Precautionary recall of Unilever stock cubes due to mineral oil contamination risk

By Flora Southey contact

- Last updated on GMT

Unilever attributes the recall to Foodwatch's recent report on MOAH contamination in food products across Europe. GettyImages/vikif
Unilever attributes the recall to Foodwatch's recent report on MOAH contamination in food products across Europe. GettyImages/vikif

Related tags: recall, Unilever

Three batches of Knorr bouillon cubes were recalled this month in France. Unilever maintains they are ‘safe to consume’.

Earlier this month, French authorities recalled three batches of Unilever’s Knorr bouillon cubes: one batch of salt-free vegetable stock and two batches of herb stock with olive oil.

The products are sold nationwide via supermarket retailers Carrefour, Cora, Aldi, Auchan, ITM, Casino, Francap, Monoprix, Leclerc, and Système U.

According to authorities, the ‘precautionary’ recall is due to packaging defects that could lead to the migration of contaminants beyond acceptable safety thresholds.

Unilever attributes the recall to industry watchdog Foodwatch’s 2021 report on the presence of mineral oil aromatic hydrocarbons – so-called MOAH – in food products across Europe.

MOAH in food

MOAH food contamination can occur via food packaging materials, food additives, processing aids or via environmental contaminants such as lubricants.

Foodwatch takes a zero-tolerance stance to MOAHs, deeming ‘any detectable presence’ in a food product ‘unacceptable’.

The European Food Safety Authority (EFSA) is also wary. According to the agency, MOAH are of ‘potential concern’ for human health, and some ‘may act as genotoxic carcinogens’.

Due to a lack of available toxicological data, no tolerable intake – with the exception of infant formula – has ben established across all 27 Member States. EFSA is working on an updated draft opinion for mineral oil hydrocarbons it expects to publish later this year.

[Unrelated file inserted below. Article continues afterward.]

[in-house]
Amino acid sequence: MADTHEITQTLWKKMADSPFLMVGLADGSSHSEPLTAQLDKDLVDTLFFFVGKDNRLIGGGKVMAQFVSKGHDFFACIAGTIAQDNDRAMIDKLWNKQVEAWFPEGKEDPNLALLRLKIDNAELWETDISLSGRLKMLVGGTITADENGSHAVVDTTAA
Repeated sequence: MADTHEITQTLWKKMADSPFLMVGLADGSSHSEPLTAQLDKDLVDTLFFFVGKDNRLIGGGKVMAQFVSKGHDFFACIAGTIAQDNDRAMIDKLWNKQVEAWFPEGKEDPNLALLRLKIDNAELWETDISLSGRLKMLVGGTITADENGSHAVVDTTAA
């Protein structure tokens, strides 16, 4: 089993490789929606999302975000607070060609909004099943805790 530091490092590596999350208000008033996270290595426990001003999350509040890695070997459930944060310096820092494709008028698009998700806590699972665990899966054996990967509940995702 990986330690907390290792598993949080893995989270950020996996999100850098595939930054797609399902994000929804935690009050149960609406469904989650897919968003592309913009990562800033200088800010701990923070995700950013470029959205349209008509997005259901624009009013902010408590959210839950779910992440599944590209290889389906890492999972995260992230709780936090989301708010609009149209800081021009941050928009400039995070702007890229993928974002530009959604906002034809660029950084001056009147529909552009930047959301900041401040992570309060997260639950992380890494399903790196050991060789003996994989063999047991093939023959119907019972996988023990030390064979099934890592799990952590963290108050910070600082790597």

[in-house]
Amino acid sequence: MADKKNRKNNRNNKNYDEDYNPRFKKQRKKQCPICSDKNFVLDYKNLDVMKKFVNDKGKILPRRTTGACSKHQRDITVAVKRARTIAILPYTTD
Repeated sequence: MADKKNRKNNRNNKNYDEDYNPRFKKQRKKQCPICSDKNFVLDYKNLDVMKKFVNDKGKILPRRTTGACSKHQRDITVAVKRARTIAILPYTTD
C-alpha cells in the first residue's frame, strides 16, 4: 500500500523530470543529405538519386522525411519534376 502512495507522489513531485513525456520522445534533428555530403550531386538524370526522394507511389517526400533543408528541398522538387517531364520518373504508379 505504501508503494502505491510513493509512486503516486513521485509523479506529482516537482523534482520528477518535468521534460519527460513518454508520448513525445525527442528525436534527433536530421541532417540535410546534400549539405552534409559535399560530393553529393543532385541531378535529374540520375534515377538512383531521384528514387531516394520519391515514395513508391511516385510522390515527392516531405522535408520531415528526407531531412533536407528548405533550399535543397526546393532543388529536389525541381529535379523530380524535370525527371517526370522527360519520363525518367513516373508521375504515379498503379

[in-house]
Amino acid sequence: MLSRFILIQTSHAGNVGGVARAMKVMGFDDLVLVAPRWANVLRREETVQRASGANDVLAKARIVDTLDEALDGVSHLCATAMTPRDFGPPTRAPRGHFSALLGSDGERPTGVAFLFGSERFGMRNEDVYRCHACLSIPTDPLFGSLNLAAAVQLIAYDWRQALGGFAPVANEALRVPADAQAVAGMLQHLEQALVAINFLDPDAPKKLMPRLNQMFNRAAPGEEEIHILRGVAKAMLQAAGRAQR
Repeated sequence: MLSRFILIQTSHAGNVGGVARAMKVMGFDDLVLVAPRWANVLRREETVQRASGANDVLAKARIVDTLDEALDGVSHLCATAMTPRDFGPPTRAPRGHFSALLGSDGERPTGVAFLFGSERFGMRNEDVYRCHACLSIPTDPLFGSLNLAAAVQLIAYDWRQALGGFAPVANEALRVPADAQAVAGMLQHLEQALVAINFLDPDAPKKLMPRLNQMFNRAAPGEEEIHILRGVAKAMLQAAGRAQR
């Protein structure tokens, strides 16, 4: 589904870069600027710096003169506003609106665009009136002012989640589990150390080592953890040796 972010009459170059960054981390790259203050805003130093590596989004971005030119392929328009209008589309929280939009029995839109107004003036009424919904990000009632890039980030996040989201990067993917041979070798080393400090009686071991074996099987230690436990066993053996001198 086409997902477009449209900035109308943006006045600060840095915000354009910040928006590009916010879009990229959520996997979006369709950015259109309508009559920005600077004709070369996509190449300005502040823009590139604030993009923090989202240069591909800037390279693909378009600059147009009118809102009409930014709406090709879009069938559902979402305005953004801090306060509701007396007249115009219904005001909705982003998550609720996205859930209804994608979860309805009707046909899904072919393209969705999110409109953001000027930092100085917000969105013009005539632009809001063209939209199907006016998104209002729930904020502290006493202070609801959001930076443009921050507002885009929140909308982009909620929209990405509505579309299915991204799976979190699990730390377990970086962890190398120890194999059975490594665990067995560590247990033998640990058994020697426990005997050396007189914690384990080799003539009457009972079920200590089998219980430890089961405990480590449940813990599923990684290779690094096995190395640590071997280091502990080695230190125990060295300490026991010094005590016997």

In the absence of large-scale MOAH testing, last year Foodwatch took it upon itself to analyse food products across five European countries: Belgium, France, Germany, the Netherlands, Austria.

Spotlight on Unilever

According to Foodwatch, minerals oils have already been found in numerous foods, such as rice, pasta, chocolate, and edible oils. They can also be found in packaging, children’s toys, animal feed and cosmetics.

Of the 152 products analysed by a laboratory on behalf of Foodwatch, 19 (12.5%) were found to be contaminated with MOAH. Contamination levels ranged from 0.63mg per kilo of product to 82mg/kg.

In the case of Unilever’s Knorr bouillon stock cubes, MOAH content varied amongst the different countries. However, according to the watchdog, ‘several batches’ tested were found to be ‘highly contaminated’.

“They ranged for the Knorr bouillon stock cubes between 6.4mg/kg MOAH in Knorr Goldaugen (Austria) and Knorr Finesse Groenten/Legumes Bouisson (Belgium) to 52mg/kg MOAH in Knorr Bratensaft Basis (Germany),” ​Foodwatch Nederland campaigner Frank Lidner told FoodNavigator. 

‘We will not take any market action’

It is this report that Unilever attributes to the recent recall in France. “Following the Foodwatch report, the French MCO has received a request from the French authorities to recall the bouillon products in question, based on the precautionary principle, in a context where the EU Commission is currently working to clarify their position regarding mineral oil thresholds,” ​a Unilever spokesperson told this publication.

In response, Unilever ‘thoroughly’ investigated the individual measurements reported by Foodwatch.

“Our analysis confirms that the Knorr products in scope are safe to consume and the product and packaging meet relevant regulatory requirements,” ​we were told.

Foodwatch said it was awaiting reply from correspondence sent to Unilever in Germany and the Netherlands regarding its findings, but that the French office responded once it had conducted its own analysis.

"The results have confirmed that our Knorr products are safe to consume and comply with relevant regulations,” ​Unilever told Foodwatch. “This means that we will not take any market actions."

Related topics: Food Safety & Quality

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